Employees do not want companies to have access to their personal devices, worried about what personal data employers can see or interact with. Privacy also extends beyond device management to how captured biometric data is stored and used by employers and organizations with apps on that device.

Regulatory issues come into play, too. "From a privacy standpoint -- outside the user identity aspect -- how does, for example, Verizon or AT&T capture information?" said Tauseef Ghazi, principal and national leader for security and privacy risk services at RSM US. "What about every single application running on the phone? Do they have access to your location services or health information?"

Companies must figure out how to keep business data secure on corporate-owned and employee-owned devices without being intrusive.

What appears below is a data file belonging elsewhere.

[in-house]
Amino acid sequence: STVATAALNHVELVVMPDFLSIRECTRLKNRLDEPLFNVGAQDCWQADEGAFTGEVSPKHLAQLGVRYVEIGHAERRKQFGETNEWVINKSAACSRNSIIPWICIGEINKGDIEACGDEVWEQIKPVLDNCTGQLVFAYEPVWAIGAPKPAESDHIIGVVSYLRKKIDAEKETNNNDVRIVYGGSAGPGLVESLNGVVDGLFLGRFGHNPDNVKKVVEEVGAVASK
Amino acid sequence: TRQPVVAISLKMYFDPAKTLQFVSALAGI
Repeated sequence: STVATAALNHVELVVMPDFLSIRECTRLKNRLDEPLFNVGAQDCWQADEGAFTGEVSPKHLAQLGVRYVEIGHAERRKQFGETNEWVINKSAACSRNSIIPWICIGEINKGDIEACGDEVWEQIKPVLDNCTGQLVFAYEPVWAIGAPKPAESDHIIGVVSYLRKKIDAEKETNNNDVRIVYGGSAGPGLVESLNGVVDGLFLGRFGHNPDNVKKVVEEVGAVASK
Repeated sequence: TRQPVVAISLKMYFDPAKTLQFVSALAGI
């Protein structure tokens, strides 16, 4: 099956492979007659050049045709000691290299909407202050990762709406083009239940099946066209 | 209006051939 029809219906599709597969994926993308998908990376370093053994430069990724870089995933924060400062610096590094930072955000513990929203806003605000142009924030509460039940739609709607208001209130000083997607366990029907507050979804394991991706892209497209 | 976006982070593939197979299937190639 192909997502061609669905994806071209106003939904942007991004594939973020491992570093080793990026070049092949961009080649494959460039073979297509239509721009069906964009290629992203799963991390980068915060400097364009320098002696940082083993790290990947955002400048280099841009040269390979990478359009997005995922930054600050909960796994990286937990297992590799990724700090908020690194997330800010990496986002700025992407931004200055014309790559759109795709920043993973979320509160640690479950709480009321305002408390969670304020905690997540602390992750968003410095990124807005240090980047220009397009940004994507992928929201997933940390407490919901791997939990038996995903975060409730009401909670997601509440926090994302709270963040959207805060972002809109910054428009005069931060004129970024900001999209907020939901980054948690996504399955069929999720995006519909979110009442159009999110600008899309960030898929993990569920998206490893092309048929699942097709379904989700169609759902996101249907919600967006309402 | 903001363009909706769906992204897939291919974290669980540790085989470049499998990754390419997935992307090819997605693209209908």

"It's less of a technical problem," Ghazi said. On Android, for example, work profiles keep corporate and personal apps separate. For single apps, companies can use containers to improve security without needing to manage entire devices. Mobile app management and device attestation are other available options.

Managing privacy involves determining what's reasonable when collecting employee and user data, especially around biometrics. Have conversations with employees about what they would have to accept in exchange for passwordless.

7. Managing employee expectations

Companies must stay on top of passwordless expectations and hype.

"One risk is having overinflated expectations of what passwordless can do and then maybe spending too much and rolling it out too fast," Mahdi said. "We get into that trough of disillusionment."

Ditching passwords is an exciting prospect, but don't overpromise the experience to employees. Passwordless is the end goal, but ensure employees understand it will be a slow rollout and to expect issues as everyone adapts. Keep users informed about the rollout process and what user groups will be included in the deployment, as well as when and how.